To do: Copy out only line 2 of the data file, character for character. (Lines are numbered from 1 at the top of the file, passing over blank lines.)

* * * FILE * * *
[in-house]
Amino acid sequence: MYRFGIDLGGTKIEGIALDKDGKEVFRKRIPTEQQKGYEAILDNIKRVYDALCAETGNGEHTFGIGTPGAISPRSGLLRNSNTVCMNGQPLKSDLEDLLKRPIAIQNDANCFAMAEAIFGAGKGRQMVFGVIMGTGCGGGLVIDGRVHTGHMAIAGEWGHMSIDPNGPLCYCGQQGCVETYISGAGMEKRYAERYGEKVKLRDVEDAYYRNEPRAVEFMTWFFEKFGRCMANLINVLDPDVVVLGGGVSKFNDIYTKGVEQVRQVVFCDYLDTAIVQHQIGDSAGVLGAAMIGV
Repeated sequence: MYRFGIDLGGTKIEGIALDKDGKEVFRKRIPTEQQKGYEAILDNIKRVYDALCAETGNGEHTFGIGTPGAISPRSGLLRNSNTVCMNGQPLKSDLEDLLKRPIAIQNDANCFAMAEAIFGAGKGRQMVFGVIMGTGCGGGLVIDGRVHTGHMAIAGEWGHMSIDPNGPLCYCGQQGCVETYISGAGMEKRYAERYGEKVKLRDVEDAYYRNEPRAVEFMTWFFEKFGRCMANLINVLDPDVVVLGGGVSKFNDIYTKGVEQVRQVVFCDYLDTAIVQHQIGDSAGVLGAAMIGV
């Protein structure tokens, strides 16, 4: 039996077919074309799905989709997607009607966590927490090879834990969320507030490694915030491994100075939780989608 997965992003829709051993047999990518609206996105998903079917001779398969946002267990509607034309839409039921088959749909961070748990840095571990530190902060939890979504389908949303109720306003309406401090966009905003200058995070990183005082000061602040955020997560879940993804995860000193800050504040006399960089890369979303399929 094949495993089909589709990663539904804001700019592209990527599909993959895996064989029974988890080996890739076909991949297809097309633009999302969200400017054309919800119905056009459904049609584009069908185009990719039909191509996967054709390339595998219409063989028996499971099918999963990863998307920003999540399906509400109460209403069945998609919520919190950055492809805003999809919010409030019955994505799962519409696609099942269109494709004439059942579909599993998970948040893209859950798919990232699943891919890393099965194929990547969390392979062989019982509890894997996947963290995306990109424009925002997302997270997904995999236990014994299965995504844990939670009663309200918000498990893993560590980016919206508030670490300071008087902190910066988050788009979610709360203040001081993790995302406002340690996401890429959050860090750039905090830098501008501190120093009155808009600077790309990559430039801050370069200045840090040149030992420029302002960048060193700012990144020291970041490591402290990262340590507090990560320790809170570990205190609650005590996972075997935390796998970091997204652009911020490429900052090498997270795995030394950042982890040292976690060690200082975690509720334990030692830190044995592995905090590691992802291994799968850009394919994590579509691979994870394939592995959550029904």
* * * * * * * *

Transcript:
Amino acid sequence: MYRFGIDLGGTKIEGIALDKDGKEVFRKRIPTEQQKGYEAILDNIKRVYDALCAETGNGEHTFGIGTPGAISPRSGLLRNSNTVCMNGQPLKSDLEDLLKRPIAIQNDANCFAMAEAIFGAGKGRQMVFGVIMGTGCGGGLVIDGRVHTGHMAIAGEWGHMSIDPNGPLCYCGQQGCVETYISGAGMEKRYAERYGEKVKLRDVEDAYYRNEPRAVEFMTWFFEKFGRCMANLINVLDPDVVVLGGGVSKFNDIYTKGVEQVRQVVFCDYLDTAIVQHQIGDSAGVLGAAMIGV